When that happens, Redux uses our reducer to create a new instance of the state tree. We’ll talk more about that in the next section.

First, we have to look at the startTicker callback. It’s where our magic begins.

    startTicker() {
        const { store } = this.context;
 
        let ticker = () => {
            if (store.getState().tickerStarted) {
                this.maybeCreateParticles();
                store.dispatch(tickTime());
 
                window.requestAnimationFrame(ticker);
            }
        };
 
        if (!store.getState().tickerStarted) {
            console.log("Starting ticker");
            store.dispatch(tickerStarted());
            ticker();
        }
    }

Oof. Don’t worry if you don’t “get” this immediately. It took me a few hours to create.

This drives our animation loop. Some might call it the game loop.

It dispatches the tickTime action on every requestAnimationFrame. Every time the browser is ready to render, we get a chance to update our Redux data store. In theory, that’s 60 times a second, but it depends on many factors. Look it up.

startTicker updates the store in two steps:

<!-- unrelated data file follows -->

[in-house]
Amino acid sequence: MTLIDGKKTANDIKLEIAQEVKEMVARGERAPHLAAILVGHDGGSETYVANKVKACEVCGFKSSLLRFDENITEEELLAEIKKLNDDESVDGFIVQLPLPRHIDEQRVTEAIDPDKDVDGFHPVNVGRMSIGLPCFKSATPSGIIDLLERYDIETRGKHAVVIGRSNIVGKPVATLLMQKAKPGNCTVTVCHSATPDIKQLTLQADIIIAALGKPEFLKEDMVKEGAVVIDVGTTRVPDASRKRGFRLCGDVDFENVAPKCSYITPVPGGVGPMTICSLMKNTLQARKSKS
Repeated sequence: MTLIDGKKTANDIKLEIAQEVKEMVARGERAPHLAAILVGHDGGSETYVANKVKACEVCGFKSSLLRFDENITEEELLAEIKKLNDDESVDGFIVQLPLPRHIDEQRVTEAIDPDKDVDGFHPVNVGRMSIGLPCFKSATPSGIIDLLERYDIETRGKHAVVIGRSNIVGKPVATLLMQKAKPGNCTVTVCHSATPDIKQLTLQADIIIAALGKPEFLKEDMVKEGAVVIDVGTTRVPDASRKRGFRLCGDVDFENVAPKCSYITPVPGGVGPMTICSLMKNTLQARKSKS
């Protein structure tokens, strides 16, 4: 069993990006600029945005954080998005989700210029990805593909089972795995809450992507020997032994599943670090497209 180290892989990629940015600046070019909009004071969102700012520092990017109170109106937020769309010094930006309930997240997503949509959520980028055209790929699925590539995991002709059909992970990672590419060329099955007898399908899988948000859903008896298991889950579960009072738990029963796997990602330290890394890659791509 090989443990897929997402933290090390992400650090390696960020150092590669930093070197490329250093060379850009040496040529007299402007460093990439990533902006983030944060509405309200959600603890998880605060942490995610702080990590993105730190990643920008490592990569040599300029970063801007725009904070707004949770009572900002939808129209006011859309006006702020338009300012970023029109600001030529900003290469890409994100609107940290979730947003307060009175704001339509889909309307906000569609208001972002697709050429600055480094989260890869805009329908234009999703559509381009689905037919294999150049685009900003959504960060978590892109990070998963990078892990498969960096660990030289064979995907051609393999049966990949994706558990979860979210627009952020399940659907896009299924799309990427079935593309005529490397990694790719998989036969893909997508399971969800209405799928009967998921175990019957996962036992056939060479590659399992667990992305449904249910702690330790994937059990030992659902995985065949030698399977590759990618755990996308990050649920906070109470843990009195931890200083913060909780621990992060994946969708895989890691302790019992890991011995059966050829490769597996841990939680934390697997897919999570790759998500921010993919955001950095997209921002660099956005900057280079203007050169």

1. Check tickerStarted flag and only start the ticker if it hasn’t been started yet. This way we don’t try to run multiple animation frames per render frame. As a result, we can be naive about binding startTicker to onMouseDown.
  2. Create a ticker function that generates particles, dispatches the tickTime action, and recursively calls itself on every requestAnimationFrame. We check the tickerStarted flag every time so we can potentially stop time.

Yes, that means we are asynchronously dispatching redux actions. It’s okay; that sort of Just Working ™ is one of the main benefits of immutable data.

The maybeCreateParticles function itself isn’t too interesting. It gets (x, y) coordinates from store.mousePos, checks the generateParticles flag, and dispatches the createParticles action.

That’s the container. 83 lines of code.

1 Reducer

Sweet. With the actions firing and the drawing done, it’s time to look at the entire logic of our particle generator. We’ll get it done in just 33 lines of code and some change.

Ok. Honestly? It’s a bunch of change. But the 33 lines that make up CREATE_PARTICLES and TIME_TICK changes are the most interesting.